28 February 2011

Guest Post - Julie from My 5 Monkeys

While Lisa is out I wanted to talk about young adult novels and boarding schools and Parents because this seems to be a pet peeve of mine. It has grown slowly over reading many young adult books.

This seems to be a trend now with some of the books out there and many of them are paranormal issues in which a young girl has just realized something or her parents send her to a boarding school to learn more about her powers. Some examples are Fallen by Lauren Kate , Dark Elite by Chloe Neill , and Hex Hall by Rachel Hawkins. Another example is Simone Elkeles, Rules of Attraction.

I think that the Boarding school has to work with the story , and make sense. I think the best example of this Hex Hall. As coming as a mom, I feel that the relationships between the mom and child are short changed with the child being at Boarding school.

I understand that this is fiction , and that kids need to escape from life. I see that parents in young adult novels are non-exisistant or they help move the plot along like in Shiver/Linger.

I wanted to make an observation that goes along with the topic of parents, and schooling. Have you ever seen Hannah Montana or That’s so Raven ?? I have many times and the parents in these shows are funny , and move the plot along , and always at the end give good advice. These TV parents are really parenting the kids, and the parents are dumbed down.

I’m a parent and proud of my job in raising my 5 kids. Not everyone has money to send their kids to boarding school, but if its going to be used in plot, Please make the parent responsible and competent. Does anyone else have issues with Parents in books or Boarding schools ?? Am I the only one who feels this way ??

Thanks Lisa for having me here.

Julie, Thanks so much for taking the time to writing this guest post for me to share while I'm recovering. I really appreciate you doing this for me and reading and sharing your take on parents and boarding schools in books.






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5 comments:

  1. I gave you the One Lovely Blog award. Hop on over to my blog to get it =)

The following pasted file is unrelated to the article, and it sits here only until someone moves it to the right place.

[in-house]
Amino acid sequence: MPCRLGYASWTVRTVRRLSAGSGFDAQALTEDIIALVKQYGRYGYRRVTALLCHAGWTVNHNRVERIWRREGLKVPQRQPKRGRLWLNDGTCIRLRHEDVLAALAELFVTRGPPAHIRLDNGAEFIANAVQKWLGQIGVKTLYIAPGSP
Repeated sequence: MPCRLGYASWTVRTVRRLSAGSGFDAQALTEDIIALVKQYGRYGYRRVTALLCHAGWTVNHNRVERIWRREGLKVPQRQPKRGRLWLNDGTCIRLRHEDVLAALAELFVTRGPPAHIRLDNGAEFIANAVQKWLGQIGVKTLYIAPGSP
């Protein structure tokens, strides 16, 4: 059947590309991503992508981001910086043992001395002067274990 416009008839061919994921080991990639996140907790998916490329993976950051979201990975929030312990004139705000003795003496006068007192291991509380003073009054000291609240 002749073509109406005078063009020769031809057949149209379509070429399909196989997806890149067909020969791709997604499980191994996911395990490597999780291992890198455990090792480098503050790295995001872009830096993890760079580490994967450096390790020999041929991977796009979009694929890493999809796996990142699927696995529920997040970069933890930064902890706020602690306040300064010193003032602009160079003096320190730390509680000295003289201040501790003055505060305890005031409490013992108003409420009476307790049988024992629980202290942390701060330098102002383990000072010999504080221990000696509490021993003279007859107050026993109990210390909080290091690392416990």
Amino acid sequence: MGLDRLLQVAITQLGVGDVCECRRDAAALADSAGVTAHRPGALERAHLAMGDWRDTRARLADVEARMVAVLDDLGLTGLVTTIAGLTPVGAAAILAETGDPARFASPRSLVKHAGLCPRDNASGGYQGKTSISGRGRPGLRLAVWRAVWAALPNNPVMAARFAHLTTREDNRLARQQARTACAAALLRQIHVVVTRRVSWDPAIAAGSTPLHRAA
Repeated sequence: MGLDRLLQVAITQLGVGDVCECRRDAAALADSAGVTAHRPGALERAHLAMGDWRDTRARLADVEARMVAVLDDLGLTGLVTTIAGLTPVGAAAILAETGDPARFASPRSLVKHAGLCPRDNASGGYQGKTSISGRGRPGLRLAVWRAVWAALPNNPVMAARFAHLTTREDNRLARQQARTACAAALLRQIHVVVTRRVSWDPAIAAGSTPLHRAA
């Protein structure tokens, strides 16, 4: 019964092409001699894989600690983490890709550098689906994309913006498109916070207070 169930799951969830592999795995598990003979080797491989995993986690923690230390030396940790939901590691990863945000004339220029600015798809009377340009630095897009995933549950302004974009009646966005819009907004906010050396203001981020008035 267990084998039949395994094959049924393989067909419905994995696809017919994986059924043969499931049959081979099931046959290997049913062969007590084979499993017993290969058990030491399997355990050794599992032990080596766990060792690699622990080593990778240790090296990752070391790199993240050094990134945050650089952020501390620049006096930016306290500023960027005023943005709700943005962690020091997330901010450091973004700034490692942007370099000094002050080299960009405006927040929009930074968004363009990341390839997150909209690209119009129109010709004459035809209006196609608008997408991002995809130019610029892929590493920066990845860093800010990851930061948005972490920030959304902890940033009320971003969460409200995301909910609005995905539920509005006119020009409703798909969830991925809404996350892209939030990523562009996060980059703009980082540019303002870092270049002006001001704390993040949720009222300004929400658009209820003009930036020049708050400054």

ReplyDelete
  2. I agree as far as the parents issue. Most of the boarding school based books shove the parents out of the way and that's that. However there are some where the parents are still around even if the kids are "away" at school. Like in Harry Potter - now Harry's Aunt and Uncle were not really around much, and in Vampire Academy - her parents showed up a lot towards the end.

    ReplyDelete
  3. "I feel that the relationships between the mom and child are short changed with the child being at Boarding school."

    Exactly. This is my biggest problem with "boarding school" books as well. Especially since I feel that a lot of authors use the boarding school as a crutch of a plot device to get the parents out of the picture, so they can focus on their teenage character without having to worry about how the parents factor in. It's an interesting observation. Great guest post, ladies!

    ReplyDelete
  4. Other than Harry Potter, I haven't yet read a boarding-school book. I know (I've heard) they're all in vogue now, but I have yet to actually read one. In developing my own story, I can definitely see the appeal. You want the kids to be independent and learning things on their own, but you don't want to make them all orphans. And what responsible parent would let their kids go off and risk their lives!?

    Well, if you need a quality example of parenting in dire circumstances, I'll point you toward Diane Duane's Young Wizards series. The parents find out/are informed that their children are wizards in book 2, and though they often feel uncomfortable and powerless with the fate of the world/universe on their son/daughter's shoulders, they give what support they can when they can. They're not dumbed down at all, and they handle everything realistically (well, as realistically as can be expected). In my opinion, they definitely deserve the Awesome Literary Parents Award.

    ReplyDelete
  5. You know, I haven't read too many boarding school books, but I kind of hate absentee parents in books. Sometimes I feel like it's a cop-out to do away with the parents by having them work all the time or just be completely oblivious to the craziness surrounding their child. It's rare to actually read a YA story with parent(s) that are involved and I'd love to see more of that.

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